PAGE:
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J Agric Food Chem. 2008 Aug 13;56(15):6471-9. doi: 10.1021/jf800709f. Epub 2008 Jul 2.

Impact of deliquescence on the chemical stability of vitamins B1, B6, and C in powder blends.

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Department of Food Science, Purdue University, 745 Agriculture Mall Drive; and Department of Industrial and Physical Pharmacy, Purdue University, 575 Stadium Mall Drive, W. Lafayette, Indiana 47907, USA.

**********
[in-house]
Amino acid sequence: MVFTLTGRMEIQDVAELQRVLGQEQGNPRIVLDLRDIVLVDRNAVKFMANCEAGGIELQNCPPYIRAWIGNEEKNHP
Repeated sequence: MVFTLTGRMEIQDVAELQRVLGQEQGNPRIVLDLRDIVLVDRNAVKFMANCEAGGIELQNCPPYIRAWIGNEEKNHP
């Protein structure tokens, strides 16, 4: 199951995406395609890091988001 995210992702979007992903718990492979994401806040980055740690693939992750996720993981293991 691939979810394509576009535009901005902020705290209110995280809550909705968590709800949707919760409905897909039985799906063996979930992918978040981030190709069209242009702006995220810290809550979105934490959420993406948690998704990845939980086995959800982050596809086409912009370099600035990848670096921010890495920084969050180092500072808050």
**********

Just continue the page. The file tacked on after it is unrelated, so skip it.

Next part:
Single vitamin ingredients and blends in premixes are widely used in the food and supplement industries and are predominantly in powder form. To meet label claims and/or determine appropriate overages, it is important to characterize the stability of these ingredients. Although moisture is a known promoter of instability in powder blends, the combined effects of storage relative humidity (RH), formulation, and deliquescence on the stability of these systems are not well-characterized. The objective of this study was to determine the effect of deliquescence on the stability of vitamins B 1, B 6, and C and their mixtures. Deliquescence points (RH 0s) for all formulations were determined by moisture sorption analysis. Single, binary, ternary, and quaternary mixtures of thiamin HCl, pyridoxine HCl, sodium ascorbate, and fructose were stored in RH-controlled environmental chambers between 43 and 98% RH at 22 degrees C for up to 12 weeks. Vitamin stability was determined by high-performance liquid chromatography (HPLC). Formulation and storage RH significantly affected vitamin stability. Thiamin and ascorbate degradation were significantly promoted above the RH 0, while pyridoxine was least affected by storage RH. The deliquescence lowering phenomenon enhanced moisture sorption of blends at RHs below the RH 0s. Ascorbate enhanced thiamin degradation. Therefore, formulation, storage conditions, and the relation of these to deliquescence points may affect the shelf life, quality, and functionality of vitamin blends and should be considered in product development, processing, storage, and use.

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